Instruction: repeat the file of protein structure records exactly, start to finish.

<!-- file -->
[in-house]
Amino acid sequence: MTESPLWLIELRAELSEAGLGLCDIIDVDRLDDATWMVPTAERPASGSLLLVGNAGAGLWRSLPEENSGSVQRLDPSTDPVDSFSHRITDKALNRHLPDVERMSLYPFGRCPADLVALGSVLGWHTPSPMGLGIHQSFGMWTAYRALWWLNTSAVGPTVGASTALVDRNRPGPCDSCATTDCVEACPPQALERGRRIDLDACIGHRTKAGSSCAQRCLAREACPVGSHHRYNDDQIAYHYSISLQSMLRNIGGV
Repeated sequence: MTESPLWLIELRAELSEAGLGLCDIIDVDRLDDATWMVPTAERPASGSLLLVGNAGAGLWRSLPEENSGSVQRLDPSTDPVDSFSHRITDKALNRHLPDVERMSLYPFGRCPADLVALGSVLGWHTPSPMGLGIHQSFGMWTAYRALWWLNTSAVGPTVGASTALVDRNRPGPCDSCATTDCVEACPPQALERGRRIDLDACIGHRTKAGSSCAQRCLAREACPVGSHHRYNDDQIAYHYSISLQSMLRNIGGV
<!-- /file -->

[in-house]
Amino acid sequence: MTESPLWLIELRAELSEAGLGLCDIIDVDRLDDATWMVPTAERPASGSLLLVGNAGAGLWRSLPEENSGSVQRLDPSTDPVDSFSHRITDKALNRHLPDVERMSLYPFGRCPADLVALGSVLGWHTPSPMGLGIHQSFGMWTAYRALWWLNTSAVGPTVGASTALVDRNRPGPCDSCATTDCVEACPPQALERGRRIDLDACIGHRTKAGSSCAQRCLAREACPVGSHHRYNDDQIAYHYSISLQSMLRNIGGV
Repeated sequence: MTESPLWLIELRAELSEAGLGLCDIIDVDRLDDATWMVPTAERPASGSLLLVGNAGAGLWRSLPEENSGSVQRLDPSTDPVDSFSHRITDKALNRHLPDVERMSLYPFGRCPADLVALGSVLGWHTPSPMGLGIHQSFGMWTAYRALWWLNTSAVGPTVGASTALVDRNRPGPCDSCATTDCVEACPPQALERGRRIDLDACIGHRTKAGSSCAQRCLAREACPVGSHHRYNDDQIAYHYSISLQSMLRNIGGV